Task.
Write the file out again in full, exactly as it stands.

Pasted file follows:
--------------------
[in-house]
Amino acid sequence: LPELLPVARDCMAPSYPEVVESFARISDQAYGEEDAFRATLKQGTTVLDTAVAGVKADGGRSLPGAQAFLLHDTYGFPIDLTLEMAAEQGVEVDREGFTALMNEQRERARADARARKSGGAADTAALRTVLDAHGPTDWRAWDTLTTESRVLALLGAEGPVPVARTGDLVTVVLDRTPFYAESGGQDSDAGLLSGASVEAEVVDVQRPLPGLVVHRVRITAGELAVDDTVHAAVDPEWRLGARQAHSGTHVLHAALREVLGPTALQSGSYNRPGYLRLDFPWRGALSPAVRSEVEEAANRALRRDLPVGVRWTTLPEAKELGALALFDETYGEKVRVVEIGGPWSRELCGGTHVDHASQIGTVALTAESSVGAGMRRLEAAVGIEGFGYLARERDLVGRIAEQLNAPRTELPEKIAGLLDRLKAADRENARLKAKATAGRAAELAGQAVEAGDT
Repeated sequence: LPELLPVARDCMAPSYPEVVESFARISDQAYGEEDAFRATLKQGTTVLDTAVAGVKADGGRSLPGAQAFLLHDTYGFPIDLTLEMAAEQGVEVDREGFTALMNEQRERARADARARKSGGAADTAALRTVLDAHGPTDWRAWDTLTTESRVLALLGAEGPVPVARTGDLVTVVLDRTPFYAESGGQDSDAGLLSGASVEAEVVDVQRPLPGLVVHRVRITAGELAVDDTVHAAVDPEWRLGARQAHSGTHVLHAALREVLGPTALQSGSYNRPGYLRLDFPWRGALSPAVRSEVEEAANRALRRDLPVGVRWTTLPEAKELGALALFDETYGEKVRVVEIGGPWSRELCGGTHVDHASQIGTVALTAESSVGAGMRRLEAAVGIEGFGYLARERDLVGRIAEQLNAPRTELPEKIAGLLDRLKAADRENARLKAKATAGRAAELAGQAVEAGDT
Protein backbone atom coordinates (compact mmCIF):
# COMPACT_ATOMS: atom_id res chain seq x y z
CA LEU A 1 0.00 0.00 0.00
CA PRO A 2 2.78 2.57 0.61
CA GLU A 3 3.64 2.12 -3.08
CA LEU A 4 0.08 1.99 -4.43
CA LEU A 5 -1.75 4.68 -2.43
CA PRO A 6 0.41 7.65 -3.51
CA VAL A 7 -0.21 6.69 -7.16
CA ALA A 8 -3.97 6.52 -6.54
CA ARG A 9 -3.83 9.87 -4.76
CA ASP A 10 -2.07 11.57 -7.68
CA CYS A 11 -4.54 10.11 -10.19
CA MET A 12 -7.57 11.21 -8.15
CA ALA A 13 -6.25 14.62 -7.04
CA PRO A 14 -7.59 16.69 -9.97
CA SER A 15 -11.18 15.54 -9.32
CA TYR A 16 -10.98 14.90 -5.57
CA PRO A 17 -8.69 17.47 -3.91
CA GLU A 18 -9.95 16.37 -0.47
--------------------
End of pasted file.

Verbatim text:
[in-house]
Amino acid sequence: LPELLPVARDCMAPSYPEVVESFARISDQAYGEEDAFRATLKQGTTVLDTAVAGVKADGGRSLPGAQAFLLHDTYGFPIDLTLEMAAEQGVEVDREGFTALMNEQRERARADARARKSGGAADTAALRTVLDAHGPTDWRAWDTLTTESRVLALLGAEGPVPVARTGDLVTVVLDRTPFYAESGGQDSDAGLLSGASVEAEVVDVQRPLPGLVVHRVRITAGELAVDDTVHAAVDPEWRLGARQAHSGTHVLHAALREVLGPTALQSGSYNRPGYLRLDFPWRGALSPAVRSEVEEAANRALRRDLPVGVRWTTLPEAKELGALALFDETYGEKVRVVEIGGPWSRELCGGTHVDHASQIGTVALTAESSVGAGMRRLEAAVGIEGFGYLARERDLVGRIAEQLNAPRTELPEKIAGLLDRLKAADRENARLKAKATAGRAAELAGQAVEAGDT
Repeated sequence: LPELLPVARDCMAPSYPEVVESFARISDQAYGEEDAFRATLKQGTTVLDTAVAGVKADGGRSLPGAQAFLLHDTYGFPIDLTLEMAAEQGVEVDREGFTALMNEQRERARADARARKSGGAADTAALRTVLDAHGPTDWRAWDTLTTESRVLALLGAEGPVPVARTGDLVTVVLDRTPFYAESGGQDSDAGLLSGASVEAEVVDVQRPLPGLVVHRVRITAGELAVDDTVHAAVDPEWRLGARQAHSGTHVLHAALREVLGPTALQSGSYNRPGYLRLDFPWRGALSPAVRSEVEEAANRALRRDLPVGVRWTTLPEAKELGALALFDETYGEKVRVVEIGGPWSRELCGGTHVDHASQIGTVALTAESSVGAGMRRLEAAVGIEGFGYLARERDLVGRIAEQLNAPRTELPEKIAGLLDRLKAADRENARLKAKATAGRAAELAGQAVEAGDT
Protein backbone atom coordinates (compact mmCIF):
# COMPACT_ATOMS: atom_id res chain seq x y z
CA LEU A 1 0.00 0.00 0.00
CA PRO A 2 2.78 2.57 0.61
CA GLU A 3 3.64 2.12 -3.08
CA LEU A 4 0.08 1.99 -4.43
CA LEU A 5 -1.75 4.68 -2.43
CA PRO A 6 0.41 7.65 -3.51
CA VAL A 7 -0.21 6.69 -7.16
CA ALA A 8 -3.97 6.52 -6.54
CA ARG A 9 -3.83 9.87 -4.76
CA ASP A 10 -2.07 11.57 -7.68
CA CYS A 11 -4.54 10.11 -10.19
CA MET A 12 -7.57 11.21 -8.15
CA ALA A 13 -6.25 14.62 -7.04
CA PRO A 14 -7.59 16.69 -9.97
CA SER A 15 -11.18 15.54 -9.32
CA TYR A 16 -10.98 14.90 -5.57
CA PRO A 17 -8.69 17.47 -3.91
CA GLU A 18 -9.95 16.37 -0.47